Food Writing in Professional Periodicals

Stephanie Patrick

Will Write for Food
Will Write for Food by Dianne Jacob
Food has some of the most expansive types and styles of coverage in print and digital media today. From journalistic essays, articles, travelogues, memoirs, blogs, cookbooks, films, and even poetry and fiction, the possibilities of writing about food seem endless. For communicators and professional writers who want to explore this genre of writing more, they need to understand the dedication it takes for professional publications to bring the extensive world of the culinary arts to everyday people.

What You Need To Become A Food Writer

Food writing requires skills beyond basic technical communication. Writers need to have either an extensive formal or an informal self-taught education in order to effectively translate the various concepts and aspects of food to the readers of their affiliated publications. They need the ability to involve all of the physical senses (smell, taste, hear and touch) in a piece in order to provide readers with an overall aesthetic experience or risk losing the magnitude conveyed in their words. Bright, vibrant images or photographs are practically required in order for viewers to see what writers are describing and the utilization of social networking platforms like, Pinterest and Tumblr is a necessity.

So…Its Just About Food?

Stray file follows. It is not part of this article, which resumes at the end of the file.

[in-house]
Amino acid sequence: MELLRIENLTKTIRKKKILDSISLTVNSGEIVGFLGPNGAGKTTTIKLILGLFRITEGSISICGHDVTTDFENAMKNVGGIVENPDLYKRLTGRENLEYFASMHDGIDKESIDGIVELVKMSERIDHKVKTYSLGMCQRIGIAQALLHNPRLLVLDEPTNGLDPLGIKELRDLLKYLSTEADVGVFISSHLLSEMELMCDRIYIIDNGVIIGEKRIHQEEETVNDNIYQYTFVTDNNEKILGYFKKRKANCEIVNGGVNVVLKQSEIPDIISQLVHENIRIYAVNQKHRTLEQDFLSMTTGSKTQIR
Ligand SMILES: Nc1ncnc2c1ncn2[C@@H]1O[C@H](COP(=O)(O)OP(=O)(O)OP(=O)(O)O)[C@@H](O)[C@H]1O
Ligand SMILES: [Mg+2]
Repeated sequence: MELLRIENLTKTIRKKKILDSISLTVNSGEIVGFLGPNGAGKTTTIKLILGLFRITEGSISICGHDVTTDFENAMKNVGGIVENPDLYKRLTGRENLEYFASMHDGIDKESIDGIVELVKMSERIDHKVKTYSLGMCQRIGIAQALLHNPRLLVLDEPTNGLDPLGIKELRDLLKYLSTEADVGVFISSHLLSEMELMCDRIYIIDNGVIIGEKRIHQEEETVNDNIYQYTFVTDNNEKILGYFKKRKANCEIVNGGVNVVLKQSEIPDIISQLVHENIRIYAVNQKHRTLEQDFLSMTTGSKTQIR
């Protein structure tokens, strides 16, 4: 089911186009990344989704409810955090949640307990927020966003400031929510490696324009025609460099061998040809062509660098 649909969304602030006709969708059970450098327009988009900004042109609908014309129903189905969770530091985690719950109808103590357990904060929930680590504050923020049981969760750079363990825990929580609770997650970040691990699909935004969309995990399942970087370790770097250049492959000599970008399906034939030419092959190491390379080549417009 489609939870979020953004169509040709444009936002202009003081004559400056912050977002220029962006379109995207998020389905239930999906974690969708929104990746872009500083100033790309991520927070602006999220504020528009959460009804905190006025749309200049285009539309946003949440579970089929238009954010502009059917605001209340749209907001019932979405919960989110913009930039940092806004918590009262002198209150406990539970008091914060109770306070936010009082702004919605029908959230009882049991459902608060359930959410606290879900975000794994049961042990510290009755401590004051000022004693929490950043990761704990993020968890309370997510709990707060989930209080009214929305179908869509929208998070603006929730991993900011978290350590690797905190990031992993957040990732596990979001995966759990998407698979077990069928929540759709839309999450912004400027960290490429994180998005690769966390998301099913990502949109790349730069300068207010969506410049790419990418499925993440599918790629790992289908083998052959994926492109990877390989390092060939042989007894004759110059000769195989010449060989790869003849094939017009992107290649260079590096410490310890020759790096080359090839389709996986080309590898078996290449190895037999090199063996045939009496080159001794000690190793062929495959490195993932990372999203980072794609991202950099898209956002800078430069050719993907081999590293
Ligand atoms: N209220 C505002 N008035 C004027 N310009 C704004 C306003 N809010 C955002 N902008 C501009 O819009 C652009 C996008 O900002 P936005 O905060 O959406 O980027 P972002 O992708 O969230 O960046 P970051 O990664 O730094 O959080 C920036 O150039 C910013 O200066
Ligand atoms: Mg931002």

Food writing does focus on food, but like any other art, food writers follow trends to determine their topics and style. Writers may choose to —and do— approach food from a wide variety of topic angles, concerning economic, political, cultural, emotional, and even the nutritional aspects that go into what we eat. Writers can even explore the subgenre of food writing and hone their skills to translate technical writing into magnificent pieces on the terroirs of South Africa, rustic restaurant designs or even trends in organic farming.

How Important Is Food Writing?

Food writing can start, define or even end the food trends going on in society. How popular periodicals like, Bon Appetit and Saveur (who hire a battalion of professional writers) handle food and drink culture can drastically affect the opinions, notions or even choices of their dedicated readers when it comes to their dining experience. The food sphere is truly a “heat-of-the-moment” business that involves hundreds of thousands of jobs, as chefs, restaurant designers, restauranteurs, vintners, bartenders, servers and more that all depend on the success of food writing to thrive in such a fast-paced global culture.

Food writing may not seem like a difficult discipline, or even a separate one — many professional writers scoff at the specialization— but there are countless writers that have devoted themselves to the craft. Writers face unbelievable pressure to sculpt their work outside the box, distinguishing themselves from other branches of professional writing.

For professional writers looking to gain more knowledge about food writing, Dianne Jacob’s book, Will Write for Food, is an excellent resource to start with.

In food writing, professional writers need to remember: its not just about the food, its about the experience.

 

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